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Problem Solving Roadmap: A Case Study on Weld Spatter and Pinholes, Part 2

Problem Solving Roadmap: A Case Study on Weld Spatter and Pinholes, Part 2

By Bob Sproull

Review

In my last post, I began presenting a problem-solving case study on a company that manufactures stainless steel pressurized vessels. In Part 1, I laid out the background information about this company and began using the problem solving roadmap.

Problem Solving Roadmap

I also developed the team’s problem statement, which was:

Pinholes and weld spatter are occurring on 100 percent of the stainless steel tanks at a rate of approximately eleven hours per day, creating significant amounts of rework. Based upon a recent study, as many as 100 hours per week of rework time have been observed for these two problems, and the trend is constant.

Continuing with applying our problem solving roadmap to weld spatter and pinholes

In Part 2 of this series, I will continue with the step-by-step method for solving the problem involving weld spatter and pinholes. As I stated in my last post, it is important to understand that when we solve problems, there are often positive side benefits that we may not have anticipated.

2.0 Select a success metric

Now that all members of the team understand the problem in exactly the same way, they can begin the process that will ultimately lead them to the root cause and corrective action. It’s important that the team is able to understand if their apparent solutions have a positive impact on their problem. In other words, how will they know if what they are doing has resulted in a positive impact? They will be able to know by selecting what I refer to as a success metric. The team chose to measure the amount of daily rework hours per day.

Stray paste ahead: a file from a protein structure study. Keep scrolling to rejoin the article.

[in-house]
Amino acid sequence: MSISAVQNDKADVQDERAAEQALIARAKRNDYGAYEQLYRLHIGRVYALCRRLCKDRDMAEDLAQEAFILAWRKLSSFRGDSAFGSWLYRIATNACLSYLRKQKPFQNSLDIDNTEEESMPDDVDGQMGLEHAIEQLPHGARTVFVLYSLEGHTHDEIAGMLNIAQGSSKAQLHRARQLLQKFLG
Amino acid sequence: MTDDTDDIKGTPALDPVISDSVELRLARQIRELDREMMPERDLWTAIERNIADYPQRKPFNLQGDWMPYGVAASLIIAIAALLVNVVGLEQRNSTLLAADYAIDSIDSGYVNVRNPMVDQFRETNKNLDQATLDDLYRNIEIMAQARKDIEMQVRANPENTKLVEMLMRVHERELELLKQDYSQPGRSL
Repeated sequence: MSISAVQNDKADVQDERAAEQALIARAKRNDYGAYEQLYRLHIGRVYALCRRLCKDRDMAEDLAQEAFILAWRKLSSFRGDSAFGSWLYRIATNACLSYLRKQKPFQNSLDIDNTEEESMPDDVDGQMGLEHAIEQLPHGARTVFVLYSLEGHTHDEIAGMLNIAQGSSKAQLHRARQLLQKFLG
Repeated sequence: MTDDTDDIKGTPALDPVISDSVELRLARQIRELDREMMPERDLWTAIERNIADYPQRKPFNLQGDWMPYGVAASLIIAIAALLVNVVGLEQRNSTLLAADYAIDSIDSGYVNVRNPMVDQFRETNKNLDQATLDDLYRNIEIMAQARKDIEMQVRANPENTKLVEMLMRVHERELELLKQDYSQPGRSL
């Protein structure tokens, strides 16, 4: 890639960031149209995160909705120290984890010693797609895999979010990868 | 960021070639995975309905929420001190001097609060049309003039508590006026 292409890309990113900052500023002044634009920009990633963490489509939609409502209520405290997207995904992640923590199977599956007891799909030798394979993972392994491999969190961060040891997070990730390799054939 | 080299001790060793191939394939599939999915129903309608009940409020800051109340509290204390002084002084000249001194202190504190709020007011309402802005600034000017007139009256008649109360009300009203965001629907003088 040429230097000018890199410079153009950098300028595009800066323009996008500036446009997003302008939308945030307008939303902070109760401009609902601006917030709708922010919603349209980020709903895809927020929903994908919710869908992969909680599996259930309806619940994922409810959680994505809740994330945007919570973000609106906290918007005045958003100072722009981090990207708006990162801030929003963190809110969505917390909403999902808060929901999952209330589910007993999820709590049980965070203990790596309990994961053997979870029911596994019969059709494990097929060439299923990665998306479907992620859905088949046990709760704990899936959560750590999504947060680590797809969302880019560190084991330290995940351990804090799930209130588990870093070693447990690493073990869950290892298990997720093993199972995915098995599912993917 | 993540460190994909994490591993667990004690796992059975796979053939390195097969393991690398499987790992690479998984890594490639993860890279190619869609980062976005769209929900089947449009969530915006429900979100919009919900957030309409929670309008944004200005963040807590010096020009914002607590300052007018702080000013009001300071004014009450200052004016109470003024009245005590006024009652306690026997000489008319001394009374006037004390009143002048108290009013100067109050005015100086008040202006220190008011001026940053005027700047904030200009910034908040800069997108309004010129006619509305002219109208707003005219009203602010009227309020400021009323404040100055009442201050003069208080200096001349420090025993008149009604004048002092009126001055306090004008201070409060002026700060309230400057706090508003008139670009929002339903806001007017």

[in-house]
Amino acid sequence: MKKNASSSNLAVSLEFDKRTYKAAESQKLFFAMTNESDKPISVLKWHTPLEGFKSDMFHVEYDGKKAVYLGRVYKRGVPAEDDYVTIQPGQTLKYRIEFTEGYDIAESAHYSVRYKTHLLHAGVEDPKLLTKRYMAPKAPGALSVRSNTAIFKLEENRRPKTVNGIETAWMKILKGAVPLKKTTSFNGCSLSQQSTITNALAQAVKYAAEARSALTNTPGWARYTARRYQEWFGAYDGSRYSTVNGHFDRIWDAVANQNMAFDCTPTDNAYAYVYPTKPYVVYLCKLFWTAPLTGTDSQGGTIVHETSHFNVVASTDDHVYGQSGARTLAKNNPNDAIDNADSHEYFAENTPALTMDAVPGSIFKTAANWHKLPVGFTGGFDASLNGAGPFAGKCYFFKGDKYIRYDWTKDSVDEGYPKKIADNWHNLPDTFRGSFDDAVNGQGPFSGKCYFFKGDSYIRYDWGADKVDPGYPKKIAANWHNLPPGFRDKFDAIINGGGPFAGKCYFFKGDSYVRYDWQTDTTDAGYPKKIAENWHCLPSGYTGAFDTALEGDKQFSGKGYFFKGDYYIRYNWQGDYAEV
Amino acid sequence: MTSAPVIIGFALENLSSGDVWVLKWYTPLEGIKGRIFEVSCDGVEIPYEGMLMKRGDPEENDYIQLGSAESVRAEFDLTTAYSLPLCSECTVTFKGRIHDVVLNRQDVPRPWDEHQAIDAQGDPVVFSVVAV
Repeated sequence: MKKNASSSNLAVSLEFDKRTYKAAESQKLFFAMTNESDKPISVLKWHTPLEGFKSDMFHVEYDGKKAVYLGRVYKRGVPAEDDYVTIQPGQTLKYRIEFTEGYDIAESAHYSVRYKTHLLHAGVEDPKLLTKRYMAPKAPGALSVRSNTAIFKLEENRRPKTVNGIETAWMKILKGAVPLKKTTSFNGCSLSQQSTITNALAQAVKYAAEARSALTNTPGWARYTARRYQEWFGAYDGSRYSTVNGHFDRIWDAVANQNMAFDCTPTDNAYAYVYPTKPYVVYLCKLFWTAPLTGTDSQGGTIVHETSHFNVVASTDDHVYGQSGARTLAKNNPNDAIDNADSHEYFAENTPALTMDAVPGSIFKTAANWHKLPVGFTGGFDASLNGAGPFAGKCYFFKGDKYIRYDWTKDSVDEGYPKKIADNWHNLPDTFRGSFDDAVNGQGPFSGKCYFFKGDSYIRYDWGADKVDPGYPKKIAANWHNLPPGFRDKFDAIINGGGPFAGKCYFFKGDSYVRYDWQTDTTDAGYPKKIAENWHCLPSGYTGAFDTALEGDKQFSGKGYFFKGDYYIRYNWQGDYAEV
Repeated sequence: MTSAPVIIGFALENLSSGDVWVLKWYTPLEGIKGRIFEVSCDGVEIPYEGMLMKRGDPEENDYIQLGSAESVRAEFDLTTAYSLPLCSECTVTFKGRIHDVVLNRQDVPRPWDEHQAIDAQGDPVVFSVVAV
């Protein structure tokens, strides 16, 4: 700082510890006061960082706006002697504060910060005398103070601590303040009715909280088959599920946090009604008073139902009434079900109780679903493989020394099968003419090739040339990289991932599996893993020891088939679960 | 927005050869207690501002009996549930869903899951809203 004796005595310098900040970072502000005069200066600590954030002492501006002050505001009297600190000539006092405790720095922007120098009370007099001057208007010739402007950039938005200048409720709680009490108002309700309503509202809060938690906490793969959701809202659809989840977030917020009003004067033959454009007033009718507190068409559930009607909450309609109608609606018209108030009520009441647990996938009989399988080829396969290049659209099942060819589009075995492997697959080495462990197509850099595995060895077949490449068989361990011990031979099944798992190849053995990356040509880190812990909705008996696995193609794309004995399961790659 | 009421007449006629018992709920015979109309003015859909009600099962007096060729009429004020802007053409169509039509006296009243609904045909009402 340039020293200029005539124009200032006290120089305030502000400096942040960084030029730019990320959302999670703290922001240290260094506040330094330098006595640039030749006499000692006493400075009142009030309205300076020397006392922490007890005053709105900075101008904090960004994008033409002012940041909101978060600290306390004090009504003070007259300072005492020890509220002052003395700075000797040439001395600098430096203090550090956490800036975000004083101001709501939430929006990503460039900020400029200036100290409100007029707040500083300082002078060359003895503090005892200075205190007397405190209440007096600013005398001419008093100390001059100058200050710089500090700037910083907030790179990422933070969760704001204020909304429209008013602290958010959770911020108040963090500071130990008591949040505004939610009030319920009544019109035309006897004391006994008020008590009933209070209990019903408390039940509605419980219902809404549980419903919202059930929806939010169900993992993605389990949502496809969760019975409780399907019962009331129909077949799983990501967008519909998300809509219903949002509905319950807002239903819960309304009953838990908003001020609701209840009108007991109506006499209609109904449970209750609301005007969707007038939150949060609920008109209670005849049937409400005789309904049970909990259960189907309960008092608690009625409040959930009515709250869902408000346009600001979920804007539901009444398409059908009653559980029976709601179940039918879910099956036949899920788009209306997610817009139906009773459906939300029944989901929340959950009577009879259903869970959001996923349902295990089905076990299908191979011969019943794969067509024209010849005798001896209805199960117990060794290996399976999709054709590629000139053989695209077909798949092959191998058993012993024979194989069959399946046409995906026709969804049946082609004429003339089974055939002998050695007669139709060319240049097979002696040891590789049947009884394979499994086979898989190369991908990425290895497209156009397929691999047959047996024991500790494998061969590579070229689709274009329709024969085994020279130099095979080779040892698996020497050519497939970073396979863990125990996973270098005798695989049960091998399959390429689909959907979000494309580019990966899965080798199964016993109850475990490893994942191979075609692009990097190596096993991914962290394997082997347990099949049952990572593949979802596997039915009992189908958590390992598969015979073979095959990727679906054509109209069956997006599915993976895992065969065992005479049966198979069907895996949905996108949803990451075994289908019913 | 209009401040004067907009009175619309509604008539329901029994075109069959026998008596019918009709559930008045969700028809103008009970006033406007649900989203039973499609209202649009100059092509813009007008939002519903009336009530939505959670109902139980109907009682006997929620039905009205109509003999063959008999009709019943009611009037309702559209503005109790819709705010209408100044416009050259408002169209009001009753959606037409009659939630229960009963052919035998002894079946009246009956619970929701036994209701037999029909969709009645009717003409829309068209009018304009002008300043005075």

II. Investigate, organize, and analyze the data

The next step for the team to accomplish was to investigate the problem, in much the same manner as a police force would investigate a crime. There are clues and bits of evidence at the scene of the crime that, when assembled in a logical and structured fashion, will lead the team of investigators to the root cause of these problems. So the team investigated, organized, and then analyzed all of the pertinent and relevant information.

3.0 – 4.0 Record the symptoms and relevant data

Symptoms are the warning signs and signals that something has gone out of kilter or is amiss. Just as a doctor records things like temperature, blood pressure, or visual abnormalities, so too must the team look for outward signs that things are not as they might be or should be. As a group, the team reviewed the process of making tanks and recorded various observations and then met to discuss their findings as follows:

  1. There was a noticeable and inconsistent gap between the tank and the structural rings, prior to welding the rings in place. Where the gap existed, there was an excessive amount of weld spatter present.
  2. Not all welders were operating at the same speed setting.
  3. The tanks were located on variable speed floor mounted rollers that turned the tanks as the welds were made. The turning speeds were not the same for all tanks.
  4. As the tanks turned on the rollers, often there would be a jerking or slipping action. This tended to speed up and slow down the tanks during the welding of the rings.
  5. The anti-spatter material used was not applied consistently by all of the weld operators.
  6. Not all welders were using the same welding wire type.
  7. The welding angle used by the welders was inconsistent from operator to operator.
  8. The legs on the rings did not appear to be symmetrical from side to side.

Coming in the next post

In Part 3, we will continue working our way through the various steps in our problem solving roadmap.

Until next time,

Bob Sproull

Bob Sproull

About the author

Bob Sproull has helped businesses across the manufacturing spectrum improve their operations for more than 40 years.

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